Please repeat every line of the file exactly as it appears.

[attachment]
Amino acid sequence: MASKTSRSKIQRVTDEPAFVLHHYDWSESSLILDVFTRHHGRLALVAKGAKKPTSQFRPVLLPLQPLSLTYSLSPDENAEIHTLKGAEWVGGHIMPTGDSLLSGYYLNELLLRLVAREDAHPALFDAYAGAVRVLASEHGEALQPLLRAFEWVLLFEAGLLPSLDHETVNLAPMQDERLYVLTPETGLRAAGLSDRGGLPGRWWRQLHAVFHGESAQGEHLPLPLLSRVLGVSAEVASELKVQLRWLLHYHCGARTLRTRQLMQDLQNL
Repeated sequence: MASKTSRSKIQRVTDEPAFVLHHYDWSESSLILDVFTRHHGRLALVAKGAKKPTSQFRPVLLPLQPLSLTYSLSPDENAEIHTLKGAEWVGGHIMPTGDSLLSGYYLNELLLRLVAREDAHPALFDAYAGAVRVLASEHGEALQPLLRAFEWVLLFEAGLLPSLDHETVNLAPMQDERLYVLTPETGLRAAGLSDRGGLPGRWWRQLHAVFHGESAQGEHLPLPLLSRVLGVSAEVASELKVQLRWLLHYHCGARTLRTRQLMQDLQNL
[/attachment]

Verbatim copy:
Amino acid sequence: MASKTSRSKIQRVTDEPAFVLHHYDWSESSLILDVFTRHHGRLALVAKGAKKPTSQFRPVLLPLQPLSLTYSLSPDENAEIHTLKGAEWVGGHIMPTGDSLLSGYYLNELLLRLVAREDAHPALFDAYAGAVRVLASEHGEALQPLLRAFEWVLLFEAGLLPSLDHETVNLAPMQDERLYVLTPETGLRAAGLSDRGGLPGRWWRQLHAVFHGESAQGEHLPLPLLSRVLGVSAEVASELKVQLRWLLHYHCGARTLRTRQLMQDLQNL
Repeated sequence: MASKTSRSKIQRVTDEPAFVLHHYDWSESSLILDVFTRHHGRLALVAKGAKKPTSQFRPVLLPLQPLSLTYSLSPDENAEIHTLKGAEWVGGHIMPTGDSLLSGYYLNELLLRLVAREDAHPALFDAYAGAVRVLASEHGEALQPLLRAFEWVLLFEAGLLPSLDHETVNLAPMQDERLYVLTPETGLRAAGLSDRGGLPGRWWRQLHAVFHGESAQGEHLPLPLLSRVLGVSAEVASELKVQLRWLLHYHCGARTLRTRQLMQDLQNL